Submitted by Dan Besse on Mon, 02/04/2013 - 10:38pm
It's beyond lunacy, but it's in the process of happening. The NC General Assembly (our esteemed legislature), under GOP domination, is about to approve legislation denying health insurance coverage to 500,000 North Carolina citizens.
Not only would NC taxpayers NOT be charged extra for this coverage, but it would bring in a half-BILLION federal dollars to the NC economy in 2014 alone. Hospitals, especially rural ones in the toughest economic status, are desperate for this help.
So: Humanitarianism, check; economic rationality, check. But not Ideologically Correct for the radical right ideologues who currently drive state policy.
Submitted by Dan Besse on Tue, 08/14/2012 - 12:49pm
Let's be blunt. Access to health care saves lives. Loss of health care costs lives. The Ryan-Romney budget would cut as many as 30 million Americans off Medicaid--which, by definition, is the health care program available to people who can't afford any other coverage. Analysis of Medicaid coverage's effectiveness in saving lives shows that this would cost about 170,000 lives a year. Put it this way: The Ryan-Romney health care cuts could result in more additional American deaths every year than we've lost in every war since WWII combined.
Shocking? Yes, but you don't have to take my word for it. Here are my sources. Crunch the numbers yourself.
Submitted by KatyMunger on Tue, 12/13/2011 - 11:02am
I know, I know -- what else is new? But for the love of god, I do not understand why people don't just rake these blatant hypocrites over the coals: apparently, cutting Medicaid costs is only good when it hurts poor people. If it's profiting your donors and the interests behind your favorite mega-lobbyists, well then, let the Medicaid dollars rain down. Here's an article from the NY Times explaining how the GOP hopes to give special exemptions to their doctor friends so that they can rake in the Medicaid dollars:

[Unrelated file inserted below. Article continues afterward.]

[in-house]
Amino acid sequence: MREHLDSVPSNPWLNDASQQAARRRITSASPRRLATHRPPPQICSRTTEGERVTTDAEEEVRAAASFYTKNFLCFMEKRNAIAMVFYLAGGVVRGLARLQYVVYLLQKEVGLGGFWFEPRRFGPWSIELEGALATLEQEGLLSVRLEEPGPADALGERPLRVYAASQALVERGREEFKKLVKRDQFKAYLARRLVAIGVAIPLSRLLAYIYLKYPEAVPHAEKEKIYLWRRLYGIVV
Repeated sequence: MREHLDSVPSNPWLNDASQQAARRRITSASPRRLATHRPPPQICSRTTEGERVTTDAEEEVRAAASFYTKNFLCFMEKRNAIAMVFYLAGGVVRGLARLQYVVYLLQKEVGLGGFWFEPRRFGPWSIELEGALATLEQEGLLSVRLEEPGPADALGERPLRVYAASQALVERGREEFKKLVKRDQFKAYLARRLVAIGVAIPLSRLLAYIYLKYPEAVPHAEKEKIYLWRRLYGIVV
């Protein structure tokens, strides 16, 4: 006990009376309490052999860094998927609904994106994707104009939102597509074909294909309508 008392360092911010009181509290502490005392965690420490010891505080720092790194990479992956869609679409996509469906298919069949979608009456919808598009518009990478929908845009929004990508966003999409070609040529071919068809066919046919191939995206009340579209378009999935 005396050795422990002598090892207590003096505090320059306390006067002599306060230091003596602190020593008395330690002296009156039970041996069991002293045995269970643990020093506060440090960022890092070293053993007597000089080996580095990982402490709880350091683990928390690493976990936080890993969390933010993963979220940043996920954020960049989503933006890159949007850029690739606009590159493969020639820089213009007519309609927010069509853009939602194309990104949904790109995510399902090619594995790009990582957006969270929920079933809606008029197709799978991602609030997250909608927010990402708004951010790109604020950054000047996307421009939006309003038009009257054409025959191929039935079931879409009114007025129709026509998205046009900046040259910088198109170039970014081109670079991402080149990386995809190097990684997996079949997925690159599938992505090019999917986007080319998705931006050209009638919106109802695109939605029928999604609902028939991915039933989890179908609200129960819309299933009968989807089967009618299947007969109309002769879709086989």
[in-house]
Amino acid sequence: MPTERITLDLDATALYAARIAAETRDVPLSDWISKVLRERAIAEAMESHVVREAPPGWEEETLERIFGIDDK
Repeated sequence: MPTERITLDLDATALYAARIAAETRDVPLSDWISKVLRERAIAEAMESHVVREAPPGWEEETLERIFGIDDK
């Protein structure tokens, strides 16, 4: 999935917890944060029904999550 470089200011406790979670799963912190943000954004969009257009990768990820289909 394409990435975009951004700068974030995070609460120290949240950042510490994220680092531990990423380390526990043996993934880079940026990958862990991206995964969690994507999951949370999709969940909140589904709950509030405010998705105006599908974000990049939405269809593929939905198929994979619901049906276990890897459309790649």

Submitted by crowbar317 on Mon, 10/10/2011 - 9:37pm
There is a lot not to like about the Affordable Care Act. As an advocate of single-payer there is no reason for me to rehash them all here. But I would like to share a personal success story of the bill.
A few months ago my wife began having severe issues. I don't know what her exact diagnosis was called (mainly because it was made throughout multiple ER visits), but it was certain that she needed some form of uterine surgery.
My wife did not have insurance. This is not because she did not want to carry insurance. It was because, while her employer provided insurance, they did not offer it to part time employees. Which she was. Even though she worked 30+ and many times forty hours per week. and of course no private insurer would touch her because now she had the dreaded preexisting condition.
Submitted by fake consultant on Sun, 07/24/2011 - 7:57am
So I disappeared for a full week, right in the middle of what should have been a busy writing schedule, and I have to claim some “personal days” to cover the time we missed here at the blog – but it won’t be time entirely wasted.
Instead, I’m going to jump into my own personal life for today’s story, and I’m going to do it so that we can stimulate some thinking about where we really need to go to if we ever hope to make some sense out of the crazy way we deliver health care in this country.
Since this appears to be the weekend that a lot of decisions are either going to be made about the future of our “social safety net”…or they wont; we’re entirely unsure…let’s talk about how it actually works for a lot of us – and how it could work a lot better.
As the saying goes, "You are entitled to your own opinions, but not your own facts.”